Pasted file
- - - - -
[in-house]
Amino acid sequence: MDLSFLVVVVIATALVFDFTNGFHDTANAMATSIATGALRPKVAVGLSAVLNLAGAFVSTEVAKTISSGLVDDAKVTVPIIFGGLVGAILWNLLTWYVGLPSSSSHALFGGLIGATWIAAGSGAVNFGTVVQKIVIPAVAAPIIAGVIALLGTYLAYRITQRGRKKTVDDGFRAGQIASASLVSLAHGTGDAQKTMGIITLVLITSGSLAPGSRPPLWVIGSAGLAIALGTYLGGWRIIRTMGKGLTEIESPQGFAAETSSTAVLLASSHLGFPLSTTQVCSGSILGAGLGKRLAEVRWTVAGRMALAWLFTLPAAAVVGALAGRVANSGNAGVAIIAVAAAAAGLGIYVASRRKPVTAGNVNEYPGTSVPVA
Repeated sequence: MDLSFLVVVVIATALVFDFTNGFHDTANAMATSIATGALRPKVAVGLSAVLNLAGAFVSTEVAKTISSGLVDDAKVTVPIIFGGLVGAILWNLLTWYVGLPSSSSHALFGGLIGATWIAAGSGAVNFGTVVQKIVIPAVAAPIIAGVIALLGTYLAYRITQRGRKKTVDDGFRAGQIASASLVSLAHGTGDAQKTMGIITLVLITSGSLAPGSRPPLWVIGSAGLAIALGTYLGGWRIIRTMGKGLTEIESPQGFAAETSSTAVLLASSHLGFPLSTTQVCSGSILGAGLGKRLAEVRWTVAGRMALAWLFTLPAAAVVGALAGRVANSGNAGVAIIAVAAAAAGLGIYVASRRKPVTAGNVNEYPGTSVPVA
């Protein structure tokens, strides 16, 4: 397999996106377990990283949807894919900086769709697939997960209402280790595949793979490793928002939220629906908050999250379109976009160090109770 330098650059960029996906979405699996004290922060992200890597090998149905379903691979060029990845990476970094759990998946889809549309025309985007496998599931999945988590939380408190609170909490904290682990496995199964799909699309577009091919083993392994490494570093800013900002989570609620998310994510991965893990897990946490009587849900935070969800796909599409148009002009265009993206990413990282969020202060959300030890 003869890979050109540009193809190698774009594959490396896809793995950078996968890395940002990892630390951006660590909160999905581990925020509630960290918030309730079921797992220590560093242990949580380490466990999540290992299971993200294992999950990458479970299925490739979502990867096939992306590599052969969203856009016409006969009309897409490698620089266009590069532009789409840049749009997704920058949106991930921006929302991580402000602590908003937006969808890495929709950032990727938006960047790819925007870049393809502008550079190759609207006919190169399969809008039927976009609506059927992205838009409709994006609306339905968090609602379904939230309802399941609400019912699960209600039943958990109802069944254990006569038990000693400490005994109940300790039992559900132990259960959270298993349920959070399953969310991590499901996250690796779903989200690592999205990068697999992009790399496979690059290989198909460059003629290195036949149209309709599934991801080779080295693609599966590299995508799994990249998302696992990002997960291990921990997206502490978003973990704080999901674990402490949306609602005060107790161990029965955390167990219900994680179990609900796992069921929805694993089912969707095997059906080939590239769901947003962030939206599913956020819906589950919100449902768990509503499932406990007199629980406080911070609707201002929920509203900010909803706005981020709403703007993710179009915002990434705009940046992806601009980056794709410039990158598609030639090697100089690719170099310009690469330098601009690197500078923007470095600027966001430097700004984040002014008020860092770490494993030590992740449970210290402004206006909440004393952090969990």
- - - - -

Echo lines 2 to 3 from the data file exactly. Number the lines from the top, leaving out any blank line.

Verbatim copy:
Amino acid sequence: MDLSFLVVVVIATALVFDFTNGFHDTANAMATSIATGALRPKVAVGLSAVLNLAGAFVSTEVAKTISSGLVDDAKVTVPIIFGGLVGAILWNLLTWYVGLPSSSSHALFGGLIGATWIAAGSGAVNFGTVVQKIVIPAVAAPIIAGVIALLGTYLAYRITQRGRKKTVDDGFRAGQIASASLVSLAHGTGDAQKTMGIITLVLITSGSLAPGSRPPLWVIGSAGLAIALGTYLGGWRIIRTMGKGLTEIESPQGFAAETSSTAVLLASSHLGFPLSTTQVCSGSILGAGLGKRLAEVRWTVAGRMALAWLFTLPAAAVVGALAGRVANSGNAGVAIIAVAAAAAGLGIYVASRRKPVTAGNVNEYPGTSVPVA
Repeated sequence: MDLSFLVVVVIATALVFDFTNGFHDTANAMATSIATGALRPKVAVGLSAVLNLAGAFVSTEVAKTISSGLVDDAKVTVPIIFGGLVGAILWNLLTWYVGLPSSSSHALFGGLIGATWIAAGSGAVNFGTVVQKIVIPAVAAPIIAGVIALLGTYLAYRITQRGRKKTVDDGFRAGQIASASLVSLAHGTGDAQKTMGIITLVLITSGSLAPGSRPPLWVIGSAGLAIALGTYLGGWRIIRTMGKGLTEIESPQGFAAETSSTAVLLASSHLGFPLSTTQVCSGSILGAGLGKRLAEVRWTVAGRMALAWLFTLPAAAVVGALAGRVANSGNAGVAIIAVAAAAAGLGIYVASRRKPVTAGNVNEYPGTSVPVA